My understanding is that this path is going to be 3m wide. This would be insufficient given that there are parked cars on one side and walls/hedges on the other. The Sustrans Handbook for Cycle Friendly Design (April 2014, a summary of best practice) covers unsegregated shared use but not the Mile End Road kind of facility — possibly because these have been so widely discredited.
The closest comparison in the handbook is for urban traffic-free routes (think Wivenhoe Trail) which says that 3m is the minimum and 4m preferred, and that segregation of cyclists and pedestrians should be considered (Table H8) — and this is before the issues of gradient, parked cars and driveways enter the equation.
There is also increased danger to cyclists and pedestrians using/crossing the carriageway. The presence of a cycle facility will lead motorists to expect cyclists to use it but riders who want a comfortable, efficient and safe journey will avoid it. There is no compulsion on them to do so (R v Cadden). Pedestrians and cyclists can reasonably expect this road to be 20mph.
The Urban Design Group warns that some local authorities are using out of date approaches to highway design. This applies particularly in relation to lack of commitment to area-wide 20mph which would be the ideal treatment for Mile End Road. The UDG says that LAs who resist area-wide 20mph (rather than isolated zones or just on new developments) could, in the event of certain deaths or injuries, face prosecution for gross negligence, manslaughter and corporate manslaughter. A similar argument could be made with regard to Essex’s unwillingness to apply the experience of providing cycle infrastructure from the Netherlands and, increasingly, from forward-thinking LAs in the UK, especially London.
7) Essex Highways and Essex County Council have ignored the council’s own cycling strategy
The Essex Cycling Strategy 2015 says:
"Cycling infrastructure options have expanded rapidly since 2012, with continental-standard facilities being rolled out across the country. These represent a huge improvement on previous provision and have led to significant increases in cycling. For our major routes on high-demand corridors which serve important trip attractors [ie, just like Mile End Road], we will include continental standard segregated facilities, where appropriate.” [NB: CCC doesn’t believe Mile End Road needs this treatment and it would also require the removal of residents’ parking spaces, which should only be considered when absolutely necessary, which is why we opted for a 20mph proposal.]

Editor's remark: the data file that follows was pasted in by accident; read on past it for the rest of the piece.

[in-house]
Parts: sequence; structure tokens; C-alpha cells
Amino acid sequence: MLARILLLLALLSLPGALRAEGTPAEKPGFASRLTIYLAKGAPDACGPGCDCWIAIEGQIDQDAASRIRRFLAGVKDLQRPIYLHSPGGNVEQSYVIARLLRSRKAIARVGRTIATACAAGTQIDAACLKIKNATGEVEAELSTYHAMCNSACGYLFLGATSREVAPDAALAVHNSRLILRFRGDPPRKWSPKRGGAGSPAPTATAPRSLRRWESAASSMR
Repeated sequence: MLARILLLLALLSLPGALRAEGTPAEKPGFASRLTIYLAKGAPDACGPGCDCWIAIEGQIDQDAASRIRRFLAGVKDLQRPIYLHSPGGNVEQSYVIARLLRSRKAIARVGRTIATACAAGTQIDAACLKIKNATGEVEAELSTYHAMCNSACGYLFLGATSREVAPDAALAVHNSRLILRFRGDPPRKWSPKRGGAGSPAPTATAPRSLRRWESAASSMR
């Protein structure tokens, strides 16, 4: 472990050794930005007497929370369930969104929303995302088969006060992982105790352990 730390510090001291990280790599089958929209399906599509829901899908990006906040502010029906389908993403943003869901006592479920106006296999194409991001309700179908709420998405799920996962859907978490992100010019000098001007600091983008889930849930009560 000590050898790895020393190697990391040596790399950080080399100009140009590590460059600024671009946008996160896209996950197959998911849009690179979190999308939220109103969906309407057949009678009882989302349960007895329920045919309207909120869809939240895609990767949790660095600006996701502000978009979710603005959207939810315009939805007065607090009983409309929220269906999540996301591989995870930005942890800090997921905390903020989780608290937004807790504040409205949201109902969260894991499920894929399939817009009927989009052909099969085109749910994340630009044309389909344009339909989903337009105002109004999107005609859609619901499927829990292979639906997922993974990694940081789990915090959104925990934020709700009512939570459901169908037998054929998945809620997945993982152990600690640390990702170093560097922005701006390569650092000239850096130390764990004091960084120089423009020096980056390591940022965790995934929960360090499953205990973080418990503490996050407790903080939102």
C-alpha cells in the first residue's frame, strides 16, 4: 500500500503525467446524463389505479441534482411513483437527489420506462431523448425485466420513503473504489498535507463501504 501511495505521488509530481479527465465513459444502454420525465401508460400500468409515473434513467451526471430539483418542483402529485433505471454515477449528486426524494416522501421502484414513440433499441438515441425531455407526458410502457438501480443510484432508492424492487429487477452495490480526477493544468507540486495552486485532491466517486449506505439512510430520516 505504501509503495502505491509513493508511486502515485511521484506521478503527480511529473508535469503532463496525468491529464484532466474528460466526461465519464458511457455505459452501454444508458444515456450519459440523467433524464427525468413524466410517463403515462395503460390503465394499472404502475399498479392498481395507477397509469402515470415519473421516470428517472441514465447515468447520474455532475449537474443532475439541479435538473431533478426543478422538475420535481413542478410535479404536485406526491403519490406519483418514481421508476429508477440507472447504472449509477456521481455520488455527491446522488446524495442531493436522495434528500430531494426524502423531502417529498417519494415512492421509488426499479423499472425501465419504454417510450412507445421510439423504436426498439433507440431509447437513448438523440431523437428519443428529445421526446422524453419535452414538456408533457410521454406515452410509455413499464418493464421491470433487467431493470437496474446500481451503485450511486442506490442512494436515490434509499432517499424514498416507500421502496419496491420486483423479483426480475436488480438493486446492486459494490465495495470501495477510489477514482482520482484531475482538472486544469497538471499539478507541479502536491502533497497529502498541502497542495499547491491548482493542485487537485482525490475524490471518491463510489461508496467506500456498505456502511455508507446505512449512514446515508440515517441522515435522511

The strategy points out that cycling can be the quickest mode over short distances and promises “a step-change in the … quality of cycling infrastructure” that “caters for all users and abilities”. It also mentions the possibility of “Quietways”, for which Mile End Road would be eminently suitable.
Despite the strategy’s emphasis on the need for efficient bike journeys for utility cycling, the Sam Turner FoI says: “The facility will have features which will naturally check the speed of cyclists: these include road signs, trees, lighting columns, bus stops and deviation of route at side roads.” The FoI response also incorrectly implies that most cyclists use the footway at present (ECC hasn’t made a study).
The strategy promises that ECC will "support cycling clubs, groups and the volunteers that run them” — but the county has cut Colchester Cycling Campaign out of its considerations and even the regular local cycling forum, which lasted for 15 years, appears to have become so irregular it might as well have been dropped.
8) Essex County Council & Essex Highways and equality impact assessments (EqIAs).
ECC/EH has a public sector equality duty under the Equality Act 2010 which requires a set process to be followed to tackle discrimination and provide equality of opportunity for all people with “protected characteristics". There is no EqIA on the website for the Mile End scheme (lack of transparency again). I have previously challenged ECC/EH’s tick-box attitude to EqIAs and warned that their process is not of a sufficiently high standard, especially when compared with EqIAs conducted by Colchester council. Again, this matter should be drawn to the attention of Essex County Council as part of an inquiry.
9) The role of SELEP
My understanding is that the funds for this and other schemes in the current funding round have come from Whitehall to ECC via SELEP. You would think, then, that SELEP would be interested in how the funds are being spent. I have copied every email in connection with this scheme to SELEP and have not received even an acknowledgment. I have also twice filled in a form on the SELEP website asking whether it is receiving my emails, but no response. Surely it is vital that any organisation handling a huge amount of public money knows how it is being spent, and is publicly accountable. Again, the DfT and the DCLG need to inquire into this.
10) Ignored by councillors
Both councillors Rodney Bass and Ray Gooding were invited to site meetings to discuss this issue. Mr Bass did not reply. Mr Gooding — the council’s appointed “cycling champion” — replied when pressed but did not return an email to set a date.
Update, March 5, 2016